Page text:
concern raised by FDA cannot be perceived as solely due to cultural bias towards the East but
backed by tests carried by FDA which concluded that about 21% these drugs contain detectable
amount of heavy metals and cases of lead poisoning in pregnant woman by ayurvedic drugs has
been documented(​Centers for Disease Control and Prevention, 2012​).

It is estimated that the entire Ayurvedic production of India is valued at around $1 billion
(​Dharmananda, n.d.​). Companies such as Dabur and Himalaya in addition to drugs are now
selling consumer goods like ayurvedic Food items, Beverages, toiletries etc. One of the recent
large brand in this segment is “Patanjali Ayurved” which has launched a range of Ayurveda
based medicines and fast-moving consumer good(FMCG) which includes almost every FMCG
ranging from stress busting medicines to detergents. In other words these companies have
expanded the domain of Ayurveda as until recently nobody could imagine the launching of
noodles under the banner of “Patanjali Ayurved” (​Saha, 2016​).

Surgery is a branch of medicine that involves operating on body parts to diagnose, prevent or
cure an illness. Initially it was considered risky “art” rather than science. But only after
advances in this field it became branch of modern medicine.
History of surgery can be traced back to Ayurveda, particularly “Sushruta Samhita” (​Wujastyk,
2003​) (Sushruta’s compendium), one of the foundational texts of Ayurveda. “Shalya chikitsa”
which specializes in surgery (​Kerala Home of Ayurveda,n.d.​) is one of the eight branches of
Ayurveda. Sushruta is considered as the “founding father of surgery”. “Sushrita Samhita”
describes procedures for many surgeries such as rhinoplasty, plastic surgery (Saraf ​et al.​, 2006),
labiaplasty (​Kumar​) and cosmetic surgery. Sliding graft, rotation graft and pedicle graft methods
are also described in Sushruta Samhita (Thompson,n.d.).

Ayurveda greatly emphasizes preventative and healing therapies along with various methods of
rejuvenation. It can thus guide every individual in the prevention of disease and helps in
maintenance of health. Panchakarma Therapy is prescribed for the cleansing of body toxins
(Volunteering India, 2006). Rasayana, the science of rejuvenation has been reputed to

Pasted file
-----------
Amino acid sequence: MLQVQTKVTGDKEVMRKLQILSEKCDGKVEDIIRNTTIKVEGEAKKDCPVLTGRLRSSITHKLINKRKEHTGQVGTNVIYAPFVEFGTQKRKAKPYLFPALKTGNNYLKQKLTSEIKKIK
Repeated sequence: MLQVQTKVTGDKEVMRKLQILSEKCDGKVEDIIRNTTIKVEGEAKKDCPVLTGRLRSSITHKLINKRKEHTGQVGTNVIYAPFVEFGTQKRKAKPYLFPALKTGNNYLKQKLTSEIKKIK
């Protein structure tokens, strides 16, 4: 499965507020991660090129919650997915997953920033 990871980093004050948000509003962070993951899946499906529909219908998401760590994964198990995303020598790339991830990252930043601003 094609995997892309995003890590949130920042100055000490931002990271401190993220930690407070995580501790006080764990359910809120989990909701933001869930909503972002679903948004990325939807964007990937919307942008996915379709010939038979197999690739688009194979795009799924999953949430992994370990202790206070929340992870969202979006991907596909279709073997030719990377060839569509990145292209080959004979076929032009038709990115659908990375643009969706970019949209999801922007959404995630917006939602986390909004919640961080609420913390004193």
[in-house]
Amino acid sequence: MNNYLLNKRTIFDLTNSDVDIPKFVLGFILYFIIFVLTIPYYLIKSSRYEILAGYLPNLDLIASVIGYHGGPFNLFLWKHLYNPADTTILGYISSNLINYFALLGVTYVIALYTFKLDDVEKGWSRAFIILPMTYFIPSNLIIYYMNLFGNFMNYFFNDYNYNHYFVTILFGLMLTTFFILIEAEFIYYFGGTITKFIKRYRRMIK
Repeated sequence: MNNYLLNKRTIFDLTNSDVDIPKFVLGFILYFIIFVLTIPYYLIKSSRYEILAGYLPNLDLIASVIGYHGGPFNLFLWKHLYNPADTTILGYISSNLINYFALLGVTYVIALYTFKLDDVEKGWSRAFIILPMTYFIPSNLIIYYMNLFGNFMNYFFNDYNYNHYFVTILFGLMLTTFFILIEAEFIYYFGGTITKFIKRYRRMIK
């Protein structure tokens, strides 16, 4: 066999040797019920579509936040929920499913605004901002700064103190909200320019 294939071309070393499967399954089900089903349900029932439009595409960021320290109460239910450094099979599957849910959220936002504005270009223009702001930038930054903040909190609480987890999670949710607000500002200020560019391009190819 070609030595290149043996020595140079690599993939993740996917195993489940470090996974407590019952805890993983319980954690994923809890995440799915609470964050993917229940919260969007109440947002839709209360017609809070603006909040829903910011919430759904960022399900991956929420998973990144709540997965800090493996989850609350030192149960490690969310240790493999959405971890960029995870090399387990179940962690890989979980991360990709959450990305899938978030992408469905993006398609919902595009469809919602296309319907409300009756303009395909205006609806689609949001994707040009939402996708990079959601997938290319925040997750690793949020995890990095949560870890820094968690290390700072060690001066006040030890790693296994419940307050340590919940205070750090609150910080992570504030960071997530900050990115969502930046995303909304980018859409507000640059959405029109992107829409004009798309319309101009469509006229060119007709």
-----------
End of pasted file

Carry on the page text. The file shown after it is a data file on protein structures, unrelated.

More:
strengthen body’s immune system and slows down the ageing process. Scientific evaluation
Ayurvedic treatments have shown that Rasayanas can protect the body against the damaging
effects of ageing process by enhancing its ability to fight pathogens by activating immunity
non-specifically unlike antibiotics who have specific action and do not aim at enhancing the
immune system. Many Rasayana herbs contain antioxidants which prevent damage caused by
free radicals. Rasayanas are known to be responsible for bringing about proper nourishment,
growth and function of all seven tissues (Dhatus) (McIntyre, 2007). There are many
rejuvenating foods and herbs like kitchari, Ashwagandha, Shatavari, Pippali, Triphala, Amalaki
etc. Further there are a set of activities that promotes health and happiness classified under
behavioral Rasayans.

Government of India recently opened Ministry of AYUSH to promote Indian system of


medicine (Ministry of Ayush, n.d.). It also helps teaching and research in Ayurveda. 25% posts
of public health officers are reserved for Ayurveda doctors (Hindustan Times, 2010). Even
though Ayurveda is considered a pseudoscience (Semple ​et al.​, 2013), Indian parliament passed
the Indian Medical Central Council Act (1970) to standardize qualifications for Ayurvedic
doctors (Government of India, 1970). Indian government has always promoted Ayurveda and
its study at both national and state level. Ayurveda doctors (Bachelor of Ayurvedic Medicine
and Surgery (B.A.M.S.) have recently been given permissions to prescribe allopathic drugs and
perform surgery in the state of Maharashtra. Secretary of Indian Medical Association (IMA) of
Maharashtra has said. “We will challenge government's decision in court”. He also said that
“this will hamper practice of medicine” (The Indian Express, 2014). The question of
competency of BAMS doctors to perform surgeries was raised when a surgery by BAMS doctor
lead to death (Hindustan Times, 2010). Modern medical science has been included in the
curriculum of Bachelor of Ayurvedic Medicine and Surgery (B.A.M.S.). BAMS degree holders
are allowed to perform basic surgeries and they are also allowed to do major surgeries after